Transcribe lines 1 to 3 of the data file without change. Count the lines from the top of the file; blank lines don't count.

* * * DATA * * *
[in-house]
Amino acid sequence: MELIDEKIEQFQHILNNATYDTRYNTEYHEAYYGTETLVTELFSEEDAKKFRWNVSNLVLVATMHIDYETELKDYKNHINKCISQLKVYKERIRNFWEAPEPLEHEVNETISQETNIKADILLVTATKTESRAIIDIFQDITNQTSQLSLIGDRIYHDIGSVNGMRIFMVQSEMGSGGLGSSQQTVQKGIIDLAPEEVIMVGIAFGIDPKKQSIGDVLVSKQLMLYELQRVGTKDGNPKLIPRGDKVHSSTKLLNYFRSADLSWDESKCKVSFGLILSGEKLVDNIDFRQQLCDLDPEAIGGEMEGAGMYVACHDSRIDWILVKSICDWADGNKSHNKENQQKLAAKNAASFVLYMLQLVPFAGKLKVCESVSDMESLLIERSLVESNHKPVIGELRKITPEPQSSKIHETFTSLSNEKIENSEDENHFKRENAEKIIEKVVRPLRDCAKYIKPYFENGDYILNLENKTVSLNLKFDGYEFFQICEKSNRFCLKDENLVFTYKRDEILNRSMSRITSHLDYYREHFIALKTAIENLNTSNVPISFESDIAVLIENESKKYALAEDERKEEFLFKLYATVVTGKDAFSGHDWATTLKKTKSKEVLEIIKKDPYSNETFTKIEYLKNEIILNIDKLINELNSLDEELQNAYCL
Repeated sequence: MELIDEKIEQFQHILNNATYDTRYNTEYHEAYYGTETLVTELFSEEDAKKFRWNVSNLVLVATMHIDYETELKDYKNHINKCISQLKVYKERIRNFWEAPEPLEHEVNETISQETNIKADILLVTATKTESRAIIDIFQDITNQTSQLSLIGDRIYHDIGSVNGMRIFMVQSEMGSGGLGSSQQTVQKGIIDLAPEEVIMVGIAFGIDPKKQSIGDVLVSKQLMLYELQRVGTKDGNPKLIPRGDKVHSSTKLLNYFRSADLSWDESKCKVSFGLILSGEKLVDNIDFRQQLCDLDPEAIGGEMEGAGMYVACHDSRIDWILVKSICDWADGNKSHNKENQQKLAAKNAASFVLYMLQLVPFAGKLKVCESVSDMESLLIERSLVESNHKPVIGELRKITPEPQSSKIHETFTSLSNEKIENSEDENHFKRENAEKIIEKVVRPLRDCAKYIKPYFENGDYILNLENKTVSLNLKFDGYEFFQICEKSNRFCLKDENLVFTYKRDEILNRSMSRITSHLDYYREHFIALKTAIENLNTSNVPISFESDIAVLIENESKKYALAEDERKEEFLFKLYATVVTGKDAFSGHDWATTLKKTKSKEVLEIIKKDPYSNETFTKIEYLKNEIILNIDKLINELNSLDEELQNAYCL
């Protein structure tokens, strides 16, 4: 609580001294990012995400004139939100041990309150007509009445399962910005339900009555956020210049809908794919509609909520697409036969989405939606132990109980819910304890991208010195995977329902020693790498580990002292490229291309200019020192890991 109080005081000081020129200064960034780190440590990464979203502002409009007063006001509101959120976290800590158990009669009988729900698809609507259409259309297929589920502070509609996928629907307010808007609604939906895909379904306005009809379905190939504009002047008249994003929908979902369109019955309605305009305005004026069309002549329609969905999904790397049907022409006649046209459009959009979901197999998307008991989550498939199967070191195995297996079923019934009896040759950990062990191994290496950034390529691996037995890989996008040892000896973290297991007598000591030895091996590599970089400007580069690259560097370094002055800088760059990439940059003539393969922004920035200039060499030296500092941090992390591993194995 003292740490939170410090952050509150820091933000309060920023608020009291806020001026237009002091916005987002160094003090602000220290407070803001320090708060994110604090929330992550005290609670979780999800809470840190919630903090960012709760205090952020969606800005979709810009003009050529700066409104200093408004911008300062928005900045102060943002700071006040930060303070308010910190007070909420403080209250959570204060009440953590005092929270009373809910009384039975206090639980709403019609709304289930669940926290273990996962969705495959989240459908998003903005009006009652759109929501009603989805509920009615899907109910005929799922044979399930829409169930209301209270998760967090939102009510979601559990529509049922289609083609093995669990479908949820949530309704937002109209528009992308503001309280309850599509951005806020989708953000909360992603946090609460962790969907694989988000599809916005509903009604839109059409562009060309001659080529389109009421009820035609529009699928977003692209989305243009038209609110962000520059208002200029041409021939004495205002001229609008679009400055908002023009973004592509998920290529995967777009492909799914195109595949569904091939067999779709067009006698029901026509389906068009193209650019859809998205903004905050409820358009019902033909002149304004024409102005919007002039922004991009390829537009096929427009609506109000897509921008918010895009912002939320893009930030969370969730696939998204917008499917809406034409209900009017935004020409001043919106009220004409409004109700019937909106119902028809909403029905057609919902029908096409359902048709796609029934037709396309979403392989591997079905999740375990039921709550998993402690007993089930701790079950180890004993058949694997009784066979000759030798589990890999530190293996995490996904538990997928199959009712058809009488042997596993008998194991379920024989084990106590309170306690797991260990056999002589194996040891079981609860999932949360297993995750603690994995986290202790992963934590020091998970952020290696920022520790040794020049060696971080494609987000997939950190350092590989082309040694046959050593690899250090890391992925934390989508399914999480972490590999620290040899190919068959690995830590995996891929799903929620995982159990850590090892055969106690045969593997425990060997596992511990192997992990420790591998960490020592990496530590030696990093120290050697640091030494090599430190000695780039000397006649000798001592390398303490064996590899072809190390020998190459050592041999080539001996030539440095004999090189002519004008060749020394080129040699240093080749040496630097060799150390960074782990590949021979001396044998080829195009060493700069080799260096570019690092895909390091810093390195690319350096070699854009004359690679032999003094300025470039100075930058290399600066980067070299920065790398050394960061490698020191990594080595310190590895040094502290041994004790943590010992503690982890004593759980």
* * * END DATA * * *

[in-house]
Amino acid sequence: MELIDEKIEQFQHILNNATYDTRYNTEYHEAYYGTETLVTELFSEEDAKKFRWNVSNLVLVATMHIDYETELKDYKNHINKCISQLKVYKERIRNFWEAPEPLEHEVNETISQETNIKADILLVTATKTESRAIIDIFQDITNQTSQLSLIGDRIYHDIGSVNGMRIFMVQSEMGSGGLGSSQQTVQKGIIDLAPEEVIMVGIAFGIDPKKQSIGDVLVSKQLMLYELQRVGTKDGNPKLIPRGDKVHSSTKLLNYFRSADLSWDESKCKVSFGLILSGEKLVDNIDFRQQLCDLDPEAIGGEMEGAGMYVACHDSRIDWILVKSICDWADGNKSHNKENQQKLAAKNAASFVLYMLQLVPFAGKLKVCESVSDMESLLIERSLVESNHKPVIGELRKITPEPQSSKIHETFTSLSNEKIENSEDENHFKRENAEKIIEKVVRPLRDCAKYIKPYFENGDYILNLENKTVSLNLKFDGYEFFQICEKSNRFCLKDENLVFTYKRDEILNRSMSRITSHLDYYREHFIALKTAIENLNTSNVPISFESDIAVLIENESKKYALAEDERKEEFLFKLYATVVTGKDAFSGHDWATTLKKTKSKEVLEIIKKDPYSNETFTKIEYLKNEIILNIDKLINELNSLDEELQNAYCL
Repeated sequence: MELIDEKIEQFQHILNNATYDTRYNTEYHEAYYGTETLVTELFSEEDAKKFRWNVSNLVLVATMHIDYETELKDYKNHINKCISQLKVYKERIRNFWEAPEPLEHEVNETISQETNIKADILLVTATKTESRAIIDIFQDITNQTSQLSLIGDRIYHDIGSVNGMRIFMVQSEMGSGGLGSSQQTVQKGIIDLAPEEVIMVGIAFGIDPKKQSIGDVLVSKQLMLYELQRVGTKDGNPKLIPRGDKVHSSTKLLNYFRSADLSWDESKCKVSFGLILSGEKLVDNIDFRQQLCDLDPEAIGGEMEGAGMYVACHDSRIDWILVKSICDWADGNKSHNKENQQKLAAKNAASFVLYMLQLVPFAGKLKVCESVSDMESLLIERSLVESNHKPVIGELRKITPEPQSSKIHETFTSLSNEKIENSEDENHFKRENAEKIIEKVVRPLRDCAKYIKPYFENGDYILNLENKTVSLNLKFDGYEFFQICEKSNRFCLKDENLVFTYKRDEILNRSMSRITSHLDYYREHFIALKTAIENLNTSNVPISFESDIAVLIENESKKYALAEDERKEEFLFKLYATVVTGKDAFSGHDWATTLKKTKSKEVLEIIKKDPYSNETFTKIEYLKNEIILNIDKLINELNSLDEELQNAYCL